Public support for wind energy underestimated, finds ComRes poll
ComRes finds 73 per cent of the British public back onshore wind farms, with the figure rising to 80 per cent in Scotland
Wind turbine - credit: PA
Public support for wind power is much higher than is widely believed, according to new polling from ComRes.
The poll found 73 per cent of the British public back onshore wind farms, with the figure rising to 80 per cent in Scotland.
Meanwhile ComRes also found that, across the UK, just 34 per cent backed fracking.
The polling, which was done on behalf of climate change charity 10:10, found that just 17 per cent of respondents opposed onshore wind. Support was even high among those close to windfarms, with 65 per cent of those in rural areas expressing support.
It found that although nearly three-quarters support onshore wind, the people tend to underestimate levels of public support, with only 11 per cent saying they believe the technology has support from 71 per cent or more of the population.
Meanwhile although 83 per cent say they support solar farms, just 21 per cent said they believe 71 per cent or more people in the UK back it.
Max Wakefield, lead campaigner at 10:10, said: “Back in 2014, before David Cameron put opposition to onshore wind in the Conservative manifesto, he told the House of Commons Liaison Committee that people were ‘fed up’ with wind farms. But it’s plainly not true onshore wind is unpopular with the UK public. It’s not just our poll today, again and again the data shows this. It’s time our politicians caught up.
“Onshore wind is already the cheapest tool we have to achieve energy independence, keep bills under control and tackle climate change. And, unlike government pet projects like fracking, it’s really popular. It’s time for a fresh debate about onshore wind in the UK: with such high public support, it can’t just be hung out to dry.”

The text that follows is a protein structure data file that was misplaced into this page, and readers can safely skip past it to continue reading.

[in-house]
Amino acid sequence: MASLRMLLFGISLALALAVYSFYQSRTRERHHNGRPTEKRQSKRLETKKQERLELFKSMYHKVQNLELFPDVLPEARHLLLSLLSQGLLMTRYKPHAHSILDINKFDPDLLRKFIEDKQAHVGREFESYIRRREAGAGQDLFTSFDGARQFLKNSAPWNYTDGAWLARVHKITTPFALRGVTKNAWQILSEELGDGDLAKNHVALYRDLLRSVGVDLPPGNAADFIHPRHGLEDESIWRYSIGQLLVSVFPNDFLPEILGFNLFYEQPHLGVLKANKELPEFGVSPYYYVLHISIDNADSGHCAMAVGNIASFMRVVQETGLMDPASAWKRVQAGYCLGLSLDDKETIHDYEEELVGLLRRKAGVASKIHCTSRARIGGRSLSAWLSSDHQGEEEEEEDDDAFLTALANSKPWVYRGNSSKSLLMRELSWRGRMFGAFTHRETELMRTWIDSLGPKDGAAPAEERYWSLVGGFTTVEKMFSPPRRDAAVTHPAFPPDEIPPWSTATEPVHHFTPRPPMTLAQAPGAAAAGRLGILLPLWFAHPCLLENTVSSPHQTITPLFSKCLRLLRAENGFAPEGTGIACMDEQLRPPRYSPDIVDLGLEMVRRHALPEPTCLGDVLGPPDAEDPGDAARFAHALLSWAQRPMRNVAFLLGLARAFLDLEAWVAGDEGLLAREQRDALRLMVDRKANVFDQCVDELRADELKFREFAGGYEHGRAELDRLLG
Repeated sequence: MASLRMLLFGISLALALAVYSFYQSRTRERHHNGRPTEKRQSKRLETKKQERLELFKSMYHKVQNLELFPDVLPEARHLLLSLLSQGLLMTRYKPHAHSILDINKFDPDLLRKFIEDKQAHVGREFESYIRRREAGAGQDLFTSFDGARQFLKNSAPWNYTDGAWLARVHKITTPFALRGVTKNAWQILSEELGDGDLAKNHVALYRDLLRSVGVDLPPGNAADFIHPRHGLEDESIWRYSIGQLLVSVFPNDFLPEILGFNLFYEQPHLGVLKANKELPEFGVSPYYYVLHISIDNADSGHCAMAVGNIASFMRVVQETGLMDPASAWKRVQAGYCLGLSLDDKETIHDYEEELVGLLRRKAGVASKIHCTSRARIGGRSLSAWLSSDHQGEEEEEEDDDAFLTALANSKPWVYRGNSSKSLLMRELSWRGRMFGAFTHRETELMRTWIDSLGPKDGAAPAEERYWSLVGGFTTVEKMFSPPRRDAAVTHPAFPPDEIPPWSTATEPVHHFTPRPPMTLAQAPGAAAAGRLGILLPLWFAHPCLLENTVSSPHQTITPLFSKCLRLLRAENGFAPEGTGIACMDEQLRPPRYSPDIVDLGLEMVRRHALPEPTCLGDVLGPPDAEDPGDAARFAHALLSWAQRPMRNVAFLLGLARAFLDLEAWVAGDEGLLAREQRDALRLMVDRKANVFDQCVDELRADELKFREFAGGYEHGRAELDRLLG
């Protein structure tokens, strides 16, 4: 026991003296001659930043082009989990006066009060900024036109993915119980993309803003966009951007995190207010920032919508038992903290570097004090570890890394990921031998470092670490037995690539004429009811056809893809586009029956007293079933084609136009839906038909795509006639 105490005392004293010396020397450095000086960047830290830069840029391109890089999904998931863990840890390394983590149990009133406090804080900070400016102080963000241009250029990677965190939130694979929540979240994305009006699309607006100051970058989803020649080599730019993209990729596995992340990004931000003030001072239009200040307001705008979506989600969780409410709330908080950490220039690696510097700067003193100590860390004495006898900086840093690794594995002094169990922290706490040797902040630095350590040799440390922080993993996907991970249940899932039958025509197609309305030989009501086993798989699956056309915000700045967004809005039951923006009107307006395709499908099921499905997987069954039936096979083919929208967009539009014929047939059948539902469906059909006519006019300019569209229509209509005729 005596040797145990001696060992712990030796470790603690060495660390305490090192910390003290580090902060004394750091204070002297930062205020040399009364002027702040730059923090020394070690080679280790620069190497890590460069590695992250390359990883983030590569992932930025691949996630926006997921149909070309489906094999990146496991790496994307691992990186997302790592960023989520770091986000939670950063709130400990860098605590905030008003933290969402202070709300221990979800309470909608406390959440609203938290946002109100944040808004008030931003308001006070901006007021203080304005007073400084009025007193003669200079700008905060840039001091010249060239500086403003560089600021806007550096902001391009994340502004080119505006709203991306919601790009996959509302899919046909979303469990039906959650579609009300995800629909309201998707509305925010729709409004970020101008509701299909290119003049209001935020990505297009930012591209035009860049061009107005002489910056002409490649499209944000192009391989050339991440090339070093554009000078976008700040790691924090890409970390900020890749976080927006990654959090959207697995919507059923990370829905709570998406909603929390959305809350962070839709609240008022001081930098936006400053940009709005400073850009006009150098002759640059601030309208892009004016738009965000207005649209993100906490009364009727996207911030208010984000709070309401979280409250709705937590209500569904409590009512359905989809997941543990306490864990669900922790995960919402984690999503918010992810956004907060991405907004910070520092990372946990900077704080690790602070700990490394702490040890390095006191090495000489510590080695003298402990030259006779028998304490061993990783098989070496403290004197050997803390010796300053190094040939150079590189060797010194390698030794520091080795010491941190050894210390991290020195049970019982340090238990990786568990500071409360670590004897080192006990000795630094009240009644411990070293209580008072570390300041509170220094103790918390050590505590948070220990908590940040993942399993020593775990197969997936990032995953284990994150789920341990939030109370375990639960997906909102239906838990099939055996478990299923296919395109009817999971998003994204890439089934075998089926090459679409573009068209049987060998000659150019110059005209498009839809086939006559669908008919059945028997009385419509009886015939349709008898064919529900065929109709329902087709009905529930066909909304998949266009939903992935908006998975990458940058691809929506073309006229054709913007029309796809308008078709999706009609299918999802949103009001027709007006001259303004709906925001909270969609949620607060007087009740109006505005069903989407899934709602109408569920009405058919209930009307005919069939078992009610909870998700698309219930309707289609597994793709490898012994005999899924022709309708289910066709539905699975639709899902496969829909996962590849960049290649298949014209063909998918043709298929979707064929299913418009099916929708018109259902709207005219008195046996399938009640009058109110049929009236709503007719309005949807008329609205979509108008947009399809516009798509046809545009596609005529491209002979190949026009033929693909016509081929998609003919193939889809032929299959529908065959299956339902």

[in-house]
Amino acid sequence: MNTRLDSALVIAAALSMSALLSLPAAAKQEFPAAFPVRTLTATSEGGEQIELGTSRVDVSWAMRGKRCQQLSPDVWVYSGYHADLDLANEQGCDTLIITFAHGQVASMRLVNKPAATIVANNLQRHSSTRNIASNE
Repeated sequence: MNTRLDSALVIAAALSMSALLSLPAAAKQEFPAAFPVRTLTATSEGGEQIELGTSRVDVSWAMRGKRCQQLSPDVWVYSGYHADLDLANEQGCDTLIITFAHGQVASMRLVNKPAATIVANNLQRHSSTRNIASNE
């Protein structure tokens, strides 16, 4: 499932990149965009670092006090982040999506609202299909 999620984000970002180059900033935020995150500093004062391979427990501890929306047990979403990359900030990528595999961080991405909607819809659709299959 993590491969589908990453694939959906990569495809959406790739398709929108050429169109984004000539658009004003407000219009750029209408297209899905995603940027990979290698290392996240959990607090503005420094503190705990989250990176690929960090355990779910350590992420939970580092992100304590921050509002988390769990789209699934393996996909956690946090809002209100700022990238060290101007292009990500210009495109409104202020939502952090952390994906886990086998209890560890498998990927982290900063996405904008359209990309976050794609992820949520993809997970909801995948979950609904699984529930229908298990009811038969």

The polling comes as new analysis of press coverage found onshore wind received two and a half times as many overall negative editorial and comment pieces as positive ones.
The research, conducted by Sandra Bernick of Imperial College London, found that for every four problems raised about onshore wind in the articles, there was only one argument stressing the benefits.
But articles on fracking tended to emphasise the positives, with only two out of five arguments raising concern over possible risks.
Berncik found that 15 per cent of fracking pieces included in the research examined both risks and benefits, whereas only six per cent of the wind pieces did.
The ComRes poll found 77 per cent of 18-24s support onshore wind compared to 66 per cent of over 65s.
Views of fracking varied by gender, with 42 per cent of men in support of the technique, compared to 27 per cent of women.
The divide was even greater on nuclear energy, with 61 per cent men expressing support, compared with 33 per cent of women.
WWF Scotland director Lang Banks welcomed the news, saying: “It's great to know that support in Scotland for renewables, especially onshore wind, remains at such high levels. The reality is that when given a choice the public will always support clean renewables over polluting fossil fuels of nuclear power.
“As well as powering our homes and businesses, renewables are helping to cut carbon and support over 20,000 jobs across the country. With such great public support, Ministers should press on to ensure Scotland becomes the EU's first fully renewable electricity nation.”
The ComRes poll was based in interviews with 2,037 British adults online aged over 18 between 12th and 13th October 2016.
Sandra Bernick used Factiva to find articles from the British national print media for the period 01 January 2011 to 21 September 2016 on onshore wind and fracking, then ran sentiment and framing analysis.
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